Were women's clothes always dark at the time of "Macbeth" (the seventeenth century)?
What I am trying to do is write down examples of the coursework question "How far is evil connected with women in the play [of Macbeth] ?"
I figured that clothing was an important feature as in the numerous plays I saw of Macbeth I almost always saw the women wearing black clothes. One woman that I think could be an exception is the Gentlewoman, the witness of Lady Macbeth's sleepwalking habit. I cannot really remember what she wore.
That's why I just need some closure, so I can move on with my coursework. Thanks in advance!
1 Answer | Add Yours
Those are some astute observations you've made about the use of color in Shakespeare's plays, but I am not certain that you can make much use of the information. Generally, the exact specifications of the costumes used by the actors is not contained in the script itself...that is more the department of those putting on the play. As such, I don't think you can draw much significance from the fact that they seemed to be wearing dark clothes. While there might be some symbolism, and there may be instances in which the clothing is described by the author, I'm inclined to think it cannot be attributed to Shakespeare himself.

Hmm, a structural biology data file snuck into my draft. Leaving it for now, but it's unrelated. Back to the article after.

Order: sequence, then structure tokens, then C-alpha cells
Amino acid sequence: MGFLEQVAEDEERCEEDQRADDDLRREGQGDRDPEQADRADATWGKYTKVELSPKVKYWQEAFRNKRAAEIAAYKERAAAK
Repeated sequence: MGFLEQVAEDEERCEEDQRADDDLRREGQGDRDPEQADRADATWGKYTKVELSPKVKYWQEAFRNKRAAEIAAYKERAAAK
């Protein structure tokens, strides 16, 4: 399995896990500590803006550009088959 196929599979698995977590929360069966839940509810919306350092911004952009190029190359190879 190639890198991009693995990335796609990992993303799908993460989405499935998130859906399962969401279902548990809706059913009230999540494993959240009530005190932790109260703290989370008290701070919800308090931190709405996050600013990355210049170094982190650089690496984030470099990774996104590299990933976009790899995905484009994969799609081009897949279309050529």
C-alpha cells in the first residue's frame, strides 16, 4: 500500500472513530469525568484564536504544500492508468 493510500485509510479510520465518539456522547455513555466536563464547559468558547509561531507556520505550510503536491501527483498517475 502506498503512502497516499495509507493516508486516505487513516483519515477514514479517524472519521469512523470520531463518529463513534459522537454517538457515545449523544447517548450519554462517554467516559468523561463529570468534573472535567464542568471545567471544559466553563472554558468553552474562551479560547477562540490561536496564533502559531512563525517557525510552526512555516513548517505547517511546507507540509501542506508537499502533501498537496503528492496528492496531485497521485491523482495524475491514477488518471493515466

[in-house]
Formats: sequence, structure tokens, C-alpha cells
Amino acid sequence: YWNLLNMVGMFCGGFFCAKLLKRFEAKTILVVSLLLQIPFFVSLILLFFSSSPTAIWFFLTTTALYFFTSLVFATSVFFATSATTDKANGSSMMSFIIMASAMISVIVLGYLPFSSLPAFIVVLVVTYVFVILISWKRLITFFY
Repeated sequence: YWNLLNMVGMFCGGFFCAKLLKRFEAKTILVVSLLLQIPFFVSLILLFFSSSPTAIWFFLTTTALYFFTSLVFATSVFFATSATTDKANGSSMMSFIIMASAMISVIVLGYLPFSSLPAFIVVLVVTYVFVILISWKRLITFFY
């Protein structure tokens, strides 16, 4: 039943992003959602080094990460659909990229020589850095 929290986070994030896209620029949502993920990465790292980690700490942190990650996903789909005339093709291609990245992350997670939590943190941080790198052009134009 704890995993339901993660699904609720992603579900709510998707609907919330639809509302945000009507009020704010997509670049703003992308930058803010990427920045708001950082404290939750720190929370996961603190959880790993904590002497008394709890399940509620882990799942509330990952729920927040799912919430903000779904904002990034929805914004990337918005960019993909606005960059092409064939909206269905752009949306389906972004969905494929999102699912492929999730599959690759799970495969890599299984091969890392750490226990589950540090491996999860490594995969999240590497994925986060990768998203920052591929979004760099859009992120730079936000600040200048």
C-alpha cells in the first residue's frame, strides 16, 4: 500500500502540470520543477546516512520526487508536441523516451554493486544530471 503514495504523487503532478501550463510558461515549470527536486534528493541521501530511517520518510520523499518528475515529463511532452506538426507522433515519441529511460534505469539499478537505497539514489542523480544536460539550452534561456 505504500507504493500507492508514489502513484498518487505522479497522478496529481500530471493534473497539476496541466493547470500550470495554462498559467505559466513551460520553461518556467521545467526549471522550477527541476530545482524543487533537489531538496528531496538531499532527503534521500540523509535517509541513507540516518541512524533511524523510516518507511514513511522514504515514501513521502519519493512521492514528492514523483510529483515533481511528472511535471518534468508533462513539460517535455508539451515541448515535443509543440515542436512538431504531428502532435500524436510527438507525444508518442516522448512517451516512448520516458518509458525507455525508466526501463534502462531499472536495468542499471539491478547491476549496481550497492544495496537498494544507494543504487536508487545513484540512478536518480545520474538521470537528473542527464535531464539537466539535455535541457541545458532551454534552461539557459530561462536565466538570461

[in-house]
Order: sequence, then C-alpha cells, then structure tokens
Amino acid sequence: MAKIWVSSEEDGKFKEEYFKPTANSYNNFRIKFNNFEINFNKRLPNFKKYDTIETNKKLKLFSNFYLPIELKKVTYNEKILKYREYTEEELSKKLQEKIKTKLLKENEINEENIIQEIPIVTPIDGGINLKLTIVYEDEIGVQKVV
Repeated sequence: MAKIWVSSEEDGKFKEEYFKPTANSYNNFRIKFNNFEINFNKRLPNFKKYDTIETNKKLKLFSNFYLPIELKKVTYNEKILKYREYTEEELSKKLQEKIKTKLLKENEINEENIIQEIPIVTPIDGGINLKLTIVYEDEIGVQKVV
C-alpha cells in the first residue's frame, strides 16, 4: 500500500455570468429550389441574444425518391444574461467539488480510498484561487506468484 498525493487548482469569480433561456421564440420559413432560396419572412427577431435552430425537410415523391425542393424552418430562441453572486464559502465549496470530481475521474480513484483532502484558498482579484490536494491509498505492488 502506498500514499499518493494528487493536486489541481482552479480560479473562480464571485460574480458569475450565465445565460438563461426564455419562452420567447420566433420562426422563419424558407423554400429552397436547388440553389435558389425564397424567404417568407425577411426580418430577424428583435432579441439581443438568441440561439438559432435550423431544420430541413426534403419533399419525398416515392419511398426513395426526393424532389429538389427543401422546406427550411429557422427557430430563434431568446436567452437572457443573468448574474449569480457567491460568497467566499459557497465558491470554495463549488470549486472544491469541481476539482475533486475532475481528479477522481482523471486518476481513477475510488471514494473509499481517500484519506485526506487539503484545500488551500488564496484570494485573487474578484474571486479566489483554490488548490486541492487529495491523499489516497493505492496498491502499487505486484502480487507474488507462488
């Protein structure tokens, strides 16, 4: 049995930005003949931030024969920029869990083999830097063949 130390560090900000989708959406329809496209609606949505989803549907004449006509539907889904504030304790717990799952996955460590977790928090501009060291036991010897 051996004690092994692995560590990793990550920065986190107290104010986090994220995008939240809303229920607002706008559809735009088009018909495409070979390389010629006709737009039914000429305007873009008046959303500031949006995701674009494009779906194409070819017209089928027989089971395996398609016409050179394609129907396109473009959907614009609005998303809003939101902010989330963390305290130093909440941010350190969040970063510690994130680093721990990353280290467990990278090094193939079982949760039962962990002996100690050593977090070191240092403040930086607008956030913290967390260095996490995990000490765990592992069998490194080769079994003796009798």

During the Renaissance many colors were popular but black was, in some cases, very fashionable:
1) Because it provided a great contrast to colorful embroidery or jewelry.
2) Because those dark, chromatic colors were easier to use on wool (and therefore less expensive.)
3) Because the church frowned upon more decadent colorings.
Renaissance fashion made use of many different colors that could be made with natural dyes and each color had a certain symbolism:
1) Green was the color of love,
2) Gray for sorrow,
3) Yellow for hostility,
4) Blue for fidelity,
5) Red for nobility,
6) Black for the lower class.
Of course, over time, the meanings of these colors changes. In general, black/dark clothing would have been used to represent the underclass or the unhappy. It may be that some of this has carried over into the way the plays are put on today.
Hope this helps!
We’ve answered 317,490 questions. We can answer yours, too.Ask a question